Ruthanne Crapo Kim Named Board of Trustees Educator of the Year

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5/1/20

The Minnesota State Board of Trustees of the Minnesota State Colleges and Universities recognized Ruthanne Crapo Kim, alongside seven colleagues, as Educator of the Year. Four of Ruthanne’s students nominated her for the award, which recognizes exceptional professional accomplishments and encourages ongoing excellence in teaching.

Ruthanne joined the philosophy faculty at Minneapolis College in 2012 bringing her students and the College a strong history of knowledge and dedication to her work. Ruthanne describes herself as a transnational and transracial adoptee who grew up in a religious community in a metro area of Washington.

Her ambition drove her to her studies. In fact, while earning some of the highest education honors, Ruthanne funded her way through school, at one time holding six part-time jobs, ultimately achieving a bachelor’s in communication arts, a master’s in counseling and theology, and a Ph.D. in philosophy.

“Ruthanne is an expert instructor, with a deep knowledge of effective course and assessment design, current pedagogical theory and practice, and her subject matter,” said Sharon Pierce, president of Minneapolis College.

“Students also highly value her teaching.
In addition to contributions in the classroom, Ruthanne has long been a champion for equity and inclusion. During the past several years, she has served as a faculty leader on two campus-wide equity and inclusion committees. In addition to all of these contributions, she has managed to maintain an extensive research agenda. Topics of her scholarship include both her primary discipline of philosophy, allowing her to stay current in her field, and culturally relevant pedagogy, one of her passions.”

Ruthanne challenges her students to fully engage in their education, often implementing the Asian philosophy where students and teachers work together to bring insights to material, course design and pedagogical delivery. “In the real-world, collaboration is an essential,” said Ruthanne.

“I provide students an opportunity to go after challenging ideas, make mistakes, find their voices and embrace leadership.  Students have an opportunity to explore a range of social factors including power, diversity and cultural dominance.”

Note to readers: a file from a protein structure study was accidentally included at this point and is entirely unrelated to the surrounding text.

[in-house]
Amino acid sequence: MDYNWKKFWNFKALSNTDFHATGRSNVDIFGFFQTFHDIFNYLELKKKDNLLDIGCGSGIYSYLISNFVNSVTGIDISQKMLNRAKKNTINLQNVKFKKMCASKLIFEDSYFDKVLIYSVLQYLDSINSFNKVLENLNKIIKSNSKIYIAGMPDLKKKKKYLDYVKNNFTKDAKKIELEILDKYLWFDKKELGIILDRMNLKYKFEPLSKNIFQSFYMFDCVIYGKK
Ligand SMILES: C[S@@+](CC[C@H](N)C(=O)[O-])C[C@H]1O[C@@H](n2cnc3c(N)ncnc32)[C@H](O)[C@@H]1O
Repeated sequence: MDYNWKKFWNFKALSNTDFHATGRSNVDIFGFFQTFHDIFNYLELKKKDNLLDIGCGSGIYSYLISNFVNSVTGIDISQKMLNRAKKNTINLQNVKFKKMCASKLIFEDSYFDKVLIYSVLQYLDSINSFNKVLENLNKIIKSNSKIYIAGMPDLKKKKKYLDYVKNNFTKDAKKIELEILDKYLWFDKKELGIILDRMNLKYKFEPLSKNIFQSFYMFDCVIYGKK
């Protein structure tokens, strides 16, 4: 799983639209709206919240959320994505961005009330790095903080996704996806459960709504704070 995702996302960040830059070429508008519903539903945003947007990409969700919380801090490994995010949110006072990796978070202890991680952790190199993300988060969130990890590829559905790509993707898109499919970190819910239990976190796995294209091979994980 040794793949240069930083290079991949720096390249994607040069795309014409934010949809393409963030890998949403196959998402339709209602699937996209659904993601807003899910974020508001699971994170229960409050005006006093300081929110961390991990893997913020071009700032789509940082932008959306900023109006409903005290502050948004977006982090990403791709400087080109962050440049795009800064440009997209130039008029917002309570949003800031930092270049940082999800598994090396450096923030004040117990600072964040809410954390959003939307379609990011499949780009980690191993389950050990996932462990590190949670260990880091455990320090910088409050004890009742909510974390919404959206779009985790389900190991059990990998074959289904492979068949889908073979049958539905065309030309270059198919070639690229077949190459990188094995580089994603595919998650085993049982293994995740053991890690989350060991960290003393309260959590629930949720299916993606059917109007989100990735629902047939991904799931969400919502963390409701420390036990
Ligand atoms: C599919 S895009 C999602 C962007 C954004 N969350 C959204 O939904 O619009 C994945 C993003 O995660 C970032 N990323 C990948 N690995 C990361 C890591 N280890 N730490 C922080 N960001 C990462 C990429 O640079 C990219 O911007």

Ruthanne is known to listen to her students and works with them to leverage their voices and expertise to reshape how they identify resources, overcome stigma and find support.

“Classroom discussions are largely student-driven,” said Ruthanne. “I encourage students to share their experiences, their narratives and communities regarding ethical dilemmas. When students disagree and then work through what is at stake in their positions, they begin to bridge and form a more cohesive and authentic belonging that makes space for challenge and acceptance.”

One notable assignment gives students 30 minutes to apply a normative principle toward a concrete ethical dilemma. In groups, they are asked to identify the ethical issues of their case, their position, the ethical theory being used and other ethical theories that may be used to support their position. The assignment brings diversity of views, willingness to disagree and make mistakes, division of labor, understanding and inclusion.

“I teach as an act of political and social justice in order to transform individual lives and democratically engage our students and their cultures,” said Ruthanne, who believes good instruction ought to be accessible and help us mediate our world in ways that make sense, and yet, challenge the horizon of our ideals and imagination.

“I believe the habits and practices of good dialogue allow students to embody their ideas and practice critical thinking skills. In my classroom, we learn to disagree without becoming disagreeable in order to discern our most basic life principles, which teach us how to share our world. I ask students to analyze their core beliefs and the origins of these beliefs with greater depth and clarity.”

“Rather than exams, I offer “celebrations” where we celebrate all that we have learned with a mid and end of semester gathering of food and stories that weave together what we have gained,” said Ruthanne. “I also use these moments to offer student evaluation and implement changes based on student insight working toward continuous improvement.”

Every course Ruthanne teaches has been peer reviewed and she regularly invites administrators into her classroom to offer critical feedback. “I am humbled to receive this honor from the Board of Trustees,” said Ruthanne, who is quick to recognize and credit the teaching excellence of her colleagues. “I see the hard work and dedication of my peers and it drives me to bring the same excellence to my work as they do to theirs.”